In one of our recent projects we have encountered some memory leaks using standard JavaEE technologies like CDI and EJBs. Our application in question does a lot of communication using JMS as a transportation layer. To be able to handle different message types dynamically we have used the Instance Injection of CDI. Using that approach with CDI might get your trapped into some memory leak problems like we did, so we would like to share our experiences and what you can do about it.
Since the first final release of jBPM5 at the beginning of 2011 a little more than one year has passed. Despite of being a final release there have been a couple of bugs and the documentation was having many deficiencies. During the last year, however, jBPM5 was quickly moving forward and many bugs were fixed and the documentation has significantly improved.
Notwithstanding the improvements there are still some points which are not covered by the documentation of which the most important one for us is the integration of jBPM5 into a Java EE6 application. In the past we had multiple Java EE 5 projects where jBPM3 could be easily integrated. This is something we want for the current amazing Java EE 6 stack. Unfortunately there is no documentation on how to achieve this goal – maybe because no one succeeded in implementing it? Therefore, we took on this challenge and found a solution which meets our requirements. In this blog post we will describe this solution. Before we start to describe our solution we want to briefly lay out the requirements of the integration of jBPM5 into a Java EE 6 application.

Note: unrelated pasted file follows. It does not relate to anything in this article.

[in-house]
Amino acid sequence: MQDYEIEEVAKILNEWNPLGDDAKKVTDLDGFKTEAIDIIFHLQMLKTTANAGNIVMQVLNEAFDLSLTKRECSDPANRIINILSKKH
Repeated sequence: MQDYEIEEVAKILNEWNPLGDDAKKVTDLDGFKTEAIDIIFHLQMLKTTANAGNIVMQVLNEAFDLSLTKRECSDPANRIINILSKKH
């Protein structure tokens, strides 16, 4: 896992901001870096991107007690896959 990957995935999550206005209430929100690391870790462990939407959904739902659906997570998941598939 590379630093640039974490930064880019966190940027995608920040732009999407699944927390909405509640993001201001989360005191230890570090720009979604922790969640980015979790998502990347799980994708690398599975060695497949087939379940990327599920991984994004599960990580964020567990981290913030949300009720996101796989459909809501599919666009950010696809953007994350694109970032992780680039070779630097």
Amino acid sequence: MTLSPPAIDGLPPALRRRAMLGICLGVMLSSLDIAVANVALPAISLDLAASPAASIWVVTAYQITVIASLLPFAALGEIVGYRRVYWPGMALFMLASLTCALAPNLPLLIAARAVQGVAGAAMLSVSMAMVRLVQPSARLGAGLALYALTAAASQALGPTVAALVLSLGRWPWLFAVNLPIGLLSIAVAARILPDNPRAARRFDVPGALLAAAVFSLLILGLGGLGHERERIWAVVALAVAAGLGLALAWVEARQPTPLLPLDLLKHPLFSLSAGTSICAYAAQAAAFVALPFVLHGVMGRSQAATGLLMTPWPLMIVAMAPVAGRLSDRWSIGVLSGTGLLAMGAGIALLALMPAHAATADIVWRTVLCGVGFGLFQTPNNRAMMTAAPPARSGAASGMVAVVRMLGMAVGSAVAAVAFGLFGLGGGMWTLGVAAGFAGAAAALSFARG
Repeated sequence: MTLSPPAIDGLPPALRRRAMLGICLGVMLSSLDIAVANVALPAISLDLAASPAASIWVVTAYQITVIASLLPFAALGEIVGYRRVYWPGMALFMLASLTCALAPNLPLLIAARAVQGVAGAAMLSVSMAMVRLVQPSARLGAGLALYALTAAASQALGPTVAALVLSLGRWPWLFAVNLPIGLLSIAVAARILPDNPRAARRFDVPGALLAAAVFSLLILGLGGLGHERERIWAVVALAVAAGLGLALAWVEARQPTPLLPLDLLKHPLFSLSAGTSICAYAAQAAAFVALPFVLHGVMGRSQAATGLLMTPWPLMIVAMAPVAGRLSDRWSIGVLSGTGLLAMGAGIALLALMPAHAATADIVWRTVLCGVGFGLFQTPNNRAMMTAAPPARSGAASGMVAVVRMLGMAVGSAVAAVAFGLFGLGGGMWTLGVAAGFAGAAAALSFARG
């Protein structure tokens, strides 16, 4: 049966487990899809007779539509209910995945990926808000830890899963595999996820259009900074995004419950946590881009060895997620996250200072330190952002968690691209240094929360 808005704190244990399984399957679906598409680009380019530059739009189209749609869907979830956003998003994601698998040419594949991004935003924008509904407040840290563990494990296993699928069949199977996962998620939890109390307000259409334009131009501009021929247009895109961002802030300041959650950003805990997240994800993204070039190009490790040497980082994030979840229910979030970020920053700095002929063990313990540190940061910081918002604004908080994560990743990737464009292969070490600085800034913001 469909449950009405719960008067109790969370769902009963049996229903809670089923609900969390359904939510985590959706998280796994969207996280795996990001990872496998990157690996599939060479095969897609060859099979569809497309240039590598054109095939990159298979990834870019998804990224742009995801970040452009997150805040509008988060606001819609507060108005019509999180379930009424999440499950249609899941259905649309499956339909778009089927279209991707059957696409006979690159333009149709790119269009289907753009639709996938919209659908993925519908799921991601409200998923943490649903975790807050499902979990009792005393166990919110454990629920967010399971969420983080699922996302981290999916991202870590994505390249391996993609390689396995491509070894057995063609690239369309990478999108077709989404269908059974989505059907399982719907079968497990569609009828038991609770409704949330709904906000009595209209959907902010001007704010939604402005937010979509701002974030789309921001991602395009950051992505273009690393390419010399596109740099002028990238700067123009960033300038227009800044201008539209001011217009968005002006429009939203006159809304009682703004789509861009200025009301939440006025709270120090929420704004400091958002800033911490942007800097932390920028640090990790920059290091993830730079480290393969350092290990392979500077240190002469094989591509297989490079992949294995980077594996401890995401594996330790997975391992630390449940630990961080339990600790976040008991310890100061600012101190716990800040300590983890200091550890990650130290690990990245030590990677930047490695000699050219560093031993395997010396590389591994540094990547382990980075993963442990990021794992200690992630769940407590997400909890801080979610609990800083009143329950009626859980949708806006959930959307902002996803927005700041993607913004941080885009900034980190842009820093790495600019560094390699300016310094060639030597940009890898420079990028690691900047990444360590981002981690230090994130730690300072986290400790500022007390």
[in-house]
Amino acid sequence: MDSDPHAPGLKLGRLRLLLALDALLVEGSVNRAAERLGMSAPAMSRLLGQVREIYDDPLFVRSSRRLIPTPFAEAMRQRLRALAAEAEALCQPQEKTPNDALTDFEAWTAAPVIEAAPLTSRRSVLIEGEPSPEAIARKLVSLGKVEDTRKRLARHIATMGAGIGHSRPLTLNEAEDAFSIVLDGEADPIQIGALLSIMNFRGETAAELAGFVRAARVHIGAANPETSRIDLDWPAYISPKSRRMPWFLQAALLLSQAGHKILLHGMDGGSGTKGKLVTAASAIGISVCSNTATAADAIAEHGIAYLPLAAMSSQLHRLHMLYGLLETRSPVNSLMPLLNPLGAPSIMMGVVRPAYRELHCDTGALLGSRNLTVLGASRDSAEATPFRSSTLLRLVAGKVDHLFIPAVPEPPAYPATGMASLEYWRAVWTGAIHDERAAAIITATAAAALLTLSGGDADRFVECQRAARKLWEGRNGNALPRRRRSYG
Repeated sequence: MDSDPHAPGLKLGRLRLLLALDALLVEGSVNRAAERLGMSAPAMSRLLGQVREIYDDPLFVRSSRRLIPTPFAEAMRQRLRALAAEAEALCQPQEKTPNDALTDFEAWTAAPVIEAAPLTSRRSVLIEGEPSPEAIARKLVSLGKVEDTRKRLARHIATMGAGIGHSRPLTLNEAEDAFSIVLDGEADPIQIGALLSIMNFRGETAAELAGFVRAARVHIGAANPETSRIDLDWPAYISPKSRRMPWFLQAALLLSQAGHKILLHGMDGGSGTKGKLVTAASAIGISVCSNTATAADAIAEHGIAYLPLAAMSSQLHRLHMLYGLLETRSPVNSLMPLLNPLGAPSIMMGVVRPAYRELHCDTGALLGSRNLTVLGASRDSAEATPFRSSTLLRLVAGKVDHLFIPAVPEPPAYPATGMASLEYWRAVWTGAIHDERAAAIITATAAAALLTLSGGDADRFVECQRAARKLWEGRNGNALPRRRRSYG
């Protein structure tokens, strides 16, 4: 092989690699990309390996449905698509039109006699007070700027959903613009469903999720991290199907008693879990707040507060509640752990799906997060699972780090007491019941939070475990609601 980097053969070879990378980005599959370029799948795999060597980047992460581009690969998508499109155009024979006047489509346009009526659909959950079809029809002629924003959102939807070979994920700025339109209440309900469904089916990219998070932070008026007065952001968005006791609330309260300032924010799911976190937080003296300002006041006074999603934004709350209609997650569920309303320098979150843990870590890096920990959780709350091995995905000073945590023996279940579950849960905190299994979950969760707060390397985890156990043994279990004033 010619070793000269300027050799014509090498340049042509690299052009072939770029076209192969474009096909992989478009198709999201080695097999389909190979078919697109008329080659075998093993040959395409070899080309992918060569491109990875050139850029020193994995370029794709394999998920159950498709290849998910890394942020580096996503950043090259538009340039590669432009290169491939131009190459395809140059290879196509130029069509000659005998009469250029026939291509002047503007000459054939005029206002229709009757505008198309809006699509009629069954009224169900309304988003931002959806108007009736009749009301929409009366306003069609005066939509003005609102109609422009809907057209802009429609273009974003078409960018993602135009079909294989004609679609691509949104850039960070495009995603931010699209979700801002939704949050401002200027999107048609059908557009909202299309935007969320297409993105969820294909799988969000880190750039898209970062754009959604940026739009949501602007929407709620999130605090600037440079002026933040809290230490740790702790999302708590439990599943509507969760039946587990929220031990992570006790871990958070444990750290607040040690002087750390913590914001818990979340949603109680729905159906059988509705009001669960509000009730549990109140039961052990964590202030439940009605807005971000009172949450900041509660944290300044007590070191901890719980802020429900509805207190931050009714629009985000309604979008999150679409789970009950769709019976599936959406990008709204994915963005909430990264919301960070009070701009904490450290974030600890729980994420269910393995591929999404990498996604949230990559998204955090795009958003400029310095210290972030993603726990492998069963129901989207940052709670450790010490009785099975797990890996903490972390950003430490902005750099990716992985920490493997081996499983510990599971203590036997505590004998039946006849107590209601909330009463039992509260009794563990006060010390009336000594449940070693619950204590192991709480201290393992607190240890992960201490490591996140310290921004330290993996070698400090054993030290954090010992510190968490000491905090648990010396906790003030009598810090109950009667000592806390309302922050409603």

CDI introduced a convenient implementation of the observer pattern into the JavaEE world. Using the CDI API, components can emit events, or receive events created by other components (using the @Observes annotation). This allows developers to reduce the coupling between the emitters and the receivers of events.
However, the current API does not allow to handle what we call “global” events. Global events are propagated among all active sessions, i.e., current users and are not restricted to the current session.
This blog post briefly explores the CDI observer pattern and explains how it can be extended to support global events.
akquinet tech@spree has published a technology radar analyzing the trends of 2011–2012. It provides an overview of the evolution of practice in the Information Technology sector in 2011 as well as a forecast for 2012. It is the result of one year of analysis and synthesis performed by the Innovation department of akquinet tech@spree.
The technology radar captures the output from discussions, experiments, projects, and feedback from customers and developers. It synthesizes the results to inform global technology strategy decisions. It focuses on new technologies and methodologies with a high level of attraction. This document does not aim to provide an in-depth presentation of each technology, focusing instead on conciseness and highlighting the trends and state of the practice.
More information on http://radar.spree.de
In cooperation with the Java User Group Berlin Brandenburg, akquinet proudly presents the two JBoss Core Developers Aslak Knutsen and Pete Muir (project lead for Seam and Weld):
1) Throwing complexity over the wall:
The future of Java enterprise testing